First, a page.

The latest global trade data collected through September 2013 reinforces the observation that economic mass is shifting to emerging economies, according to the International Transport Forum (ITF) at the Organisation for Economic Co-operation and Development.
Exports from the United States and the European Union have shown a strong increase while imports have declined markedly, “reflecting weak domestic demand and stronger performance of emerging economies,” the ITF said in a recent release.
Overall developments in global freight have shown no major improvement since the last ITF brief released in July this year, it added.
By transport sector, total external trade by sea continues to stagnate below pre-crisis levels in the United States and EU.
Total exports remain above pre-crisis levels for both the EU and the United States, while imports have declined further for both.
“This reinforces the observation of a rebalancing trade and transport flows, mainly driven by weak performance of the advanced economies,” the ITF said.
By airfreight, considered a lead indicator, data suggests continued uncertainty.
U.S. external trade by air has stagnated below pre-crisis levels. However, EU trade by air, considered as a lead indicator, has rebounded above the pre-crisis peak, indicating a potential improvement of the economic outlook.
Exports to BRICS (the emerging economies of Brazil, Russia, India, China, and South Africa), specifically to China and India, have been the locomotive of European and North American growth since the crisis of 2008.
However, trade shows signs of slowing down. External trade by sea from India to the EU and the United States has declined during the last two quarters, while trade by air is stagnating both in India and China.
In a related ITF report on global transport data, highlighted was the “marked difference in transport growth between emerging and advanced economies, with emerging economies continuing to outperform developed markets.”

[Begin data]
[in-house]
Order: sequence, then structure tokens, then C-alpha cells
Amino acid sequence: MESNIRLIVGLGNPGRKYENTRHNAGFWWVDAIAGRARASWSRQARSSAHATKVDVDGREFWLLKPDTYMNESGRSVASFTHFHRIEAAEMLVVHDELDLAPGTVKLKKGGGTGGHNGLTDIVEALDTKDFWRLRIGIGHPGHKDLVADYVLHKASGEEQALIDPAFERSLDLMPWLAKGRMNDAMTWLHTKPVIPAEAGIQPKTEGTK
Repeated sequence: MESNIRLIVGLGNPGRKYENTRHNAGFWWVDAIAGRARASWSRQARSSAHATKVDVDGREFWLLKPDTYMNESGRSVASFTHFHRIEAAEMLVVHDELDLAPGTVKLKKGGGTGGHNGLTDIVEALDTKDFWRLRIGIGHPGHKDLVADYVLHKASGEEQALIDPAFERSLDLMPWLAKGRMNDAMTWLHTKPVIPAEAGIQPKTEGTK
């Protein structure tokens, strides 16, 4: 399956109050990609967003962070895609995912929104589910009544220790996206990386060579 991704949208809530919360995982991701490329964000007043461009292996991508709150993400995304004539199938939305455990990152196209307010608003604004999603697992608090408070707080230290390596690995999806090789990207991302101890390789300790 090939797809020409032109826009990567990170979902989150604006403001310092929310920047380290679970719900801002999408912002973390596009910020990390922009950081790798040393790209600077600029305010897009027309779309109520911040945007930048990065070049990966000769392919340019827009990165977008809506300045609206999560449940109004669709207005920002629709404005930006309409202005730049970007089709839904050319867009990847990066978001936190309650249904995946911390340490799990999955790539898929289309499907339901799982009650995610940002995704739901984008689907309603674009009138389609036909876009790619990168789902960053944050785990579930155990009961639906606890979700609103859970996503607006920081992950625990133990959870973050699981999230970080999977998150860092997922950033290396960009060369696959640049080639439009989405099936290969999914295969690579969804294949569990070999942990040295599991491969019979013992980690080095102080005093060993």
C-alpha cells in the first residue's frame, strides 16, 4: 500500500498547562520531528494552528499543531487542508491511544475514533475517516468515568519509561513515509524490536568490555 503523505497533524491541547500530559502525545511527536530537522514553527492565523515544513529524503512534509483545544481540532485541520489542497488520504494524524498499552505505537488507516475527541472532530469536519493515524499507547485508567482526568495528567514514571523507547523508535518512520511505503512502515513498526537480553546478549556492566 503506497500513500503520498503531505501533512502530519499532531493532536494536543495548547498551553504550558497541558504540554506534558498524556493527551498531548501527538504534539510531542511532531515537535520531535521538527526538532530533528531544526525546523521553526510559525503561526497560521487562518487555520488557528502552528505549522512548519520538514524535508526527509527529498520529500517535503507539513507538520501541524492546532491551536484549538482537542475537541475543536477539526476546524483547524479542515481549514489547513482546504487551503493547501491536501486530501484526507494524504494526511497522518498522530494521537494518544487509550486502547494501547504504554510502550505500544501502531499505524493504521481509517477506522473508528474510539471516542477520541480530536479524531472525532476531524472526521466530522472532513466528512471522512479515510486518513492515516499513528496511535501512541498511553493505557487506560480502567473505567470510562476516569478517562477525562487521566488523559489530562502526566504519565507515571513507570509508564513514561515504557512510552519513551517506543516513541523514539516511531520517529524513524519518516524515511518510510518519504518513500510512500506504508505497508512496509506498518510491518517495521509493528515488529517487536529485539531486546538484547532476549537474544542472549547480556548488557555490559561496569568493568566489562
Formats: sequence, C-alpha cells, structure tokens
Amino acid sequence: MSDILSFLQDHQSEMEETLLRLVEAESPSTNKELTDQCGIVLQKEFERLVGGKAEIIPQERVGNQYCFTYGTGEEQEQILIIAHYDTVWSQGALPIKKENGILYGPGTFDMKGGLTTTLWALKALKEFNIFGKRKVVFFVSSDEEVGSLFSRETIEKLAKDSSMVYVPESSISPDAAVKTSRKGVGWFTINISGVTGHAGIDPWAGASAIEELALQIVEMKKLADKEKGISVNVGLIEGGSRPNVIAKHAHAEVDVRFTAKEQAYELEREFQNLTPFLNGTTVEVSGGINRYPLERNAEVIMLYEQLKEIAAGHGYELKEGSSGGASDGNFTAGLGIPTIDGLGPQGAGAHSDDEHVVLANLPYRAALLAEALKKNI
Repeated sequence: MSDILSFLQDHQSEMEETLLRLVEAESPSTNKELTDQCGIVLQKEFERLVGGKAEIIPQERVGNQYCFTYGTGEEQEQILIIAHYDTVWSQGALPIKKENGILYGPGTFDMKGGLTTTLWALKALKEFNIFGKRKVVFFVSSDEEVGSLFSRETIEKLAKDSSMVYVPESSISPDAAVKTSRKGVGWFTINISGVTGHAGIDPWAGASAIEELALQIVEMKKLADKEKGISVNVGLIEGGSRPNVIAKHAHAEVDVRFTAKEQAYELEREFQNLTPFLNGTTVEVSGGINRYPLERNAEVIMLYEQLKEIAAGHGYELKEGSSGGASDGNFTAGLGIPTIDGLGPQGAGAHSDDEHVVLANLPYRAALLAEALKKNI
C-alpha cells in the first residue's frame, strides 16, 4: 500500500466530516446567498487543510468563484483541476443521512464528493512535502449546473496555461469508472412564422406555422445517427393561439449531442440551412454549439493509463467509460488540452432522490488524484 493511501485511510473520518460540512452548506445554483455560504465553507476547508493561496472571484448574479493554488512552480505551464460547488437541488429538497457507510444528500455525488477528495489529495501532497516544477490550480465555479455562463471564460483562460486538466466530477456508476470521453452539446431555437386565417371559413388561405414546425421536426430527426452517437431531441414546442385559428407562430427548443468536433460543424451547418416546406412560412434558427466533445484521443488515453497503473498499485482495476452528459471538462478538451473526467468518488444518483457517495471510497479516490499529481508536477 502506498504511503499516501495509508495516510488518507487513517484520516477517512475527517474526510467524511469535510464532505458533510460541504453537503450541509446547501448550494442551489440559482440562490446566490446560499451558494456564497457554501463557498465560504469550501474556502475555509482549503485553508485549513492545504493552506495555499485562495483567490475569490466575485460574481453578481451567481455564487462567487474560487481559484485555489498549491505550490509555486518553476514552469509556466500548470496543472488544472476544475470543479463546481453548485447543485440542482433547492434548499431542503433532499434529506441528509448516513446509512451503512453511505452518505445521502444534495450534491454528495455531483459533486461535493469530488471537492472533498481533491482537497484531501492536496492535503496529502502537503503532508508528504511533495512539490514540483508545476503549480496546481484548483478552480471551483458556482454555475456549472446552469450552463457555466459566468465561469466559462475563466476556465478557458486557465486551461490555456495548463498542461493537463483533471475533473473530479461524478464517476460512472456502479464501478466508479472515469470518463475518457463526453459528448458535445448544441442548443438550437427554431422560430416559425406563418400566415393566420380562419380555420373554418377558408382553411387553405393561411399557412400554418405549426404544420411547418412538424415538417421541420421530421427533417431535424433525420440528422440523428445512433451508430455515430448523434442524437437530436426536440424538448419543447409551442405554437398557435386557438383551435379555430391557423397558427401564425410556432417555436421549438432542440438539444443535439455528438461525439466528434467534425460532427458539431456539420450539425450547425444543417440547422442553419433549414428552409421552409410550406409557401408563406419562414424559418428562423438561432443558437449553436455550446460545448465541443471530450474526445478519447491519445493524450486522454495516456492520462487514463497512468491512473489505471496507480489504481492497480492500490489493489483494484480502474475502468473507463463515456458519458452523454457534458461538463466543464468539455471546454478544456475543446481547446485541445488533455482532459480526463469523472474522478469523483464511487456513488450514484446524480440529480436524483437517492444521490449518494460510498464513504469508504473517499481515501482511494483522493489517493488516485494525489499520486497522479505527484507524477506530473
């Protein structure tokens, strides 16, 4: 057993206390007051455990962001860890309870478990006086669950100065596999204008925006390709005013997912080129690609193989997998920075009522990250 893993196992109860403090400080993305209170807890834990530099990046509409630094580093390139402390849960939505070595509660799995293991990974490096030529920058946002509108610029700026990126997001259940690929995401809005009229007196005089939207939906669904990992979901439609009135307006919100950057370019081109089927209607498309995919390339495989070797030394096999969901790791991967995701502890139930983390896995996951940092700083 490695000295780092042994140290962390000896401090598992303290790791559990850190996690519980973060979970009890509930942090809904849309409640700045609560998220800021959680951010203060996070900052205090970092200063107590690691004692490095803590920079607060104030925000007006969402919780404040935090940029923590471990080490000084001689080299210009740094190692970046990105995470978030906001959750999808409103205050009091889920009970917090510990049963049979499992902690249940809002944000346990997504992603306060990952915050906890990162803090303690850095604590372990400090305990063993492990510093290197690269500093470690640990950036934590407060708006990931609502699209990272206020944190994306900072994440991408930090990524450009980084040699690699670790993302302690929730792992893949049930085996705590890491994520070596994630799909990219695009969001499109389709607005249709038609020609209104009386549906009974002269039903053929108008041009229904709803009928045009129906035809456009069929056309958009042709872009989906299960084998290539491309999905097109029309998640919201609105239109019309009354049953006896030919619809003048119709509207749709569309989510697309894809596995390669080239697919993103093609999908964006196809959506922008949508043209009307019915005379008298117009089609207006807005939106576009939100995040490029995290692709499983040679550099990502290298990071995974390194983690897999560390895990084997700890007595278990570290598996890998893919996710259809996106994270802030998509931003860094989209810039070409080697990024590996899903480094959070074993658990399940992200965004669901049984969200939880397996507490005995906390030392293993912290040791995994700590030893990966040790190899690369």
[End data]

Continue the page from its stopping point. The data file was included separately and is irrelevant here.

ITF observed that due to continuous economic uncertainty, mainly in developed economies, transport growth slowed in 2011 while preliminary data for 2012 shows further weakening.
Maritime freight, measured in tonnes loaded, grew by 4 percent to 8.7 billion tonnes in 2011 according to UNCTAD preliminary data. This is 6 percent above the pre-crisis peak in 2008. In tonne-miles, sea cargo grew by 5 percent, reaching 42.8 billion tonne-miles.
“The movement of seaborne freight reflects the two-speed growth in the world economy, with developing countries faring better than developed economies. Nine out of the ten busiest container ports are all located in East and Southeast Asia,” the report said.
Airfreight transport rebounded in 2010 and grew 20 percent from the previous year to a new high of 172 billion freight tonne-kilometers. However, airfreight stagnated to zero growth in 2011, followed by a 1.5 percent decline in 2012.
The slowdown in world trade growth and shifts in the commodity mix favoring sea transport are among the factors contributing to the negative growth, said the ITF.